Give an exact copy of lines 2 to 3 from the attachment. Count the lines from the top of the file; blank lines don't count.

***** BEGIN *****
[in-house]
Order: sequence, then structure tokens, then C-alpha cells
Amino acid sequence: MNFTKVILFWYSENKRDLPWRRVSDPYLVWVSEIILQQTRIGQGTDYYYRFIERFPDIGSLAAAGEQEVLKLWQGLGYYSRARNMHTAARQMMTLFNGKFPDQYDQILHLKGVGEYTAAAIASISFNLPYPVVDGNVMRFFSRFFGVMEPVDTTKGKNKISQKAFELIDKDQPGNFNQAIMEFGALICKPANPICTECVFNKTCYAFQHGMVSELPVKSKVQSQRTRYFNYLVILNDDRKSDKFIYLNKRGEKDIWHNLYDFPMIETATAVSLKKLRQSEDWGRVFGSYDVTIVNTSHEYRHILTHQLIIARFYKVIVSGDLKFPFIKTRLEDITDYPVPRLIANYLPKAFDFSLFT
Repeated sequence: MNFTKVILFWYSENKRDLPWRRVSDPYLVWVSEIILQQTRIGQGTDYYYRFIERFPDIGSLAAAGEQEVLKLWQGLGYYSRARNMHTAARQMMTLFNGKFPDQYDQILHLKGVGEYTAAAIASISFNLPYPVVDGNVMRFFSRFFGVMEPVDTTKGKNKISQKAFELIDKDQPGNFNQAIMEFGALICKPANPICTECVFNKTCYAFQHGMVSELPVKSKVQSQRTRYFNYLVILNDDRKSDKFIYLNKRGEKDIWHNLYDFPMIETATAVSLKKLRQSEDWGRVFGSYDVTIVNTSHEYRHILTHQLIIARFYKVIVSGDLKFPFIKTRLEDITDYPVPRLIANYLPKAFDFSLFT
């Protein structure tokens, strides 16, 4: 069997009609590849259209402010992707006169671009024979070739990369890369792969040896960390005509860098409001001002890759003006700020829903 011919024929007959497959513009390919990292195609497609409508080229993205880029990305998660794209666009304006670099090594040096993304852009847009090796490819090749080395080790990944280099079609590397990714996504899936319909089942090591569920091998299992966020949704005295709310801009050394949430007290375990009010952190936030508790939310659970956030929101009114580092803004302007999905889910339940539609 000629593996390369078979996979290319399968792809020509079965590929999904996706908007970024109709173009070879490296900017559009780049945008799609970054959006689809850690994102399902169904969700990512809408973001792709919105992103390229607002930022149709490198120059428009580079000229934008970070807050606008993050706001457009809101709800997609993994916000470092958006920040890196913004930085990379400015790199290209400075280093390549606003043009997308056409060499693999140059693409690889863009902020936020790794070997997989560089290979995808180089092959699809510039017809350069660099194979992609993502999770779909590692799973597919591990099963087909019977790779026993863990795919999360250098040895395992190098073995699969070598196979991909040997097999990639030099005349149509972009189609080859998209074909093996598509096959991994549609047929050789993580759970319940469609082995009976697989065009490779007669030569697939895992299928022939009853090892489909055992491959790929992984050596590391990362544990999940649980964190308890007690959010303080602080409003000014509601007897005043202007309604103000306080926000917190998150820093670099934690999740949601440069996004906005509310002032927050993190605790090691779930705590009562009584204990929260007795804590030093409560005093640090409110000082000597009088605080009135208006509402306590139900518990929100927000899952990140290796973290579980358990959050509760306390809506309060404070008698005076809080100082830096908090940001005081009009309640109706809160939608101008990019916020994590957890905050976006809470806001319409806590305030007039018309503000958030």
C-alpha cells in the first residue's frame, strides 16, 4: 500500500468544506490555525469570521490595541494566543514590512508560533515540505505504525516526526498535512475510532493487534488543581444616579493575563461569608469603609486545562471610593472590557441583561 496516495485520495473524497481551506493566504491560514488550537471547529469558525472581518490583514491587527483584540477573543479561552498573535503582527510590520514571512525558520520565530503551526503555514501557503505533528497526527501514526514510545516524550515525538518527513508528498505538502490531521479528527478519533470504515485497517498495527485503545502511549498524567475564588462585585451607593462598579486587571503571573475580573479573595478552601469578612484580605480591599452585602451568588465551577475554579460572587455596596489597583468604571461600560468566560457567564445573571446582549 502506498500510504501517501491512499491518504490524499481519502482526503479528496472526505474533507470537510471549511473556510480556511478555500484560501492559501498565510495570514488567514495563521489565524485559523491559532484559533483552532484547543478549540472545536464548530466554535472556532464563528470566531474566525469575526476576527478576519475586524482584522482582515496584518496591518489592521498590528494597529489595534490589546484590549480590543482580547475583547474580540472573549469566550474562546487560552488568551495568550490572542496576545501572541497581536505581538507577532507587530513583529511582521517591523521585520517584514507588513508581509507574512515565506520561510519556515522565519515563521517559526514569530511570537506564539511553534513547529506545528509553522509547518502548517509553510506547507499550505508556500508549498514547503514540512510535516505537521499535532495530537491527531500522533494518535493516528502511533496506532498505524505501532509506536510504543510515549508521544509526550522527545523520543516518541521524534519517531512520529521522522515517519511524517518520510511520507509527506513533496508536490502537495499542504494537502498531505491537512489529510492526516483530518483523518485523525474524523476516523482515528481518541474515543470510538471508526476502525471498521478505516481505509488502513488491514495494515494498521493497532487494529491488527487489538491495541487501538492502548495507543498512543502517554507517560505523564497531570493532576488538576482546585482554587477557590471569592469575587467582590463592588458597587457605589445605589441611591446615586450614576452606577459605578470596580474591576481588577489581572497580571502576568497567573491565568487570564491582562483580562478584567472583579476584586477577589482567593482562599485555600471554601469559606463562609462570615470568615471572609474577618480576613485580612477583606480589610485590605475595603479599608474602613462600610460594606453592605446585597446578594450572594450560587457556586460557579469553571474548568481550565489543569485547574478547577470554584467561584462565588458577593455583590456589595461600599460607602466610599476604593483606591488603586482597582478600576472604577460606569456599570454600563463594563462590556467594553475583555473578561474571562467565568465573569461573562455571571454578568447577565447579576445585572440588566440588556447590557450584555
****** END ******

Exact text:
Order: sequence, then structure tokens, then C-alpha cells
Amino acid sequence: MNFTKVILFWYSENKRDLPWRRVSDPYLVWVSEIILQQTRIGQGTDYYYRFIERFPDIGSLAAAGEQEVLKLWQGLGYYSRARNMHTAARQMMTLFNGKFPDQYDQILHLKGVGEYTAAAIASISFNLPYPVVDGNVMRFFSRFFGVMEPVDTTKGKNKISQKAFELIDKDQPGNFNQAIMEFGALICKPANPICTECVFNKTCYAFQHGMVSELPVKSKVQSQRTRYFNYLVILNDDRKSDKFIYLNKRGEKDIWHNLYDFPMIETATAVSLKKLRQSEDWGRVFGSYDVTIVNTSHEYRHILTHQLIIARFYKVIVSGDLKFPFIKTRLEDITDYPVPRLIANYLPKAFDFSLFT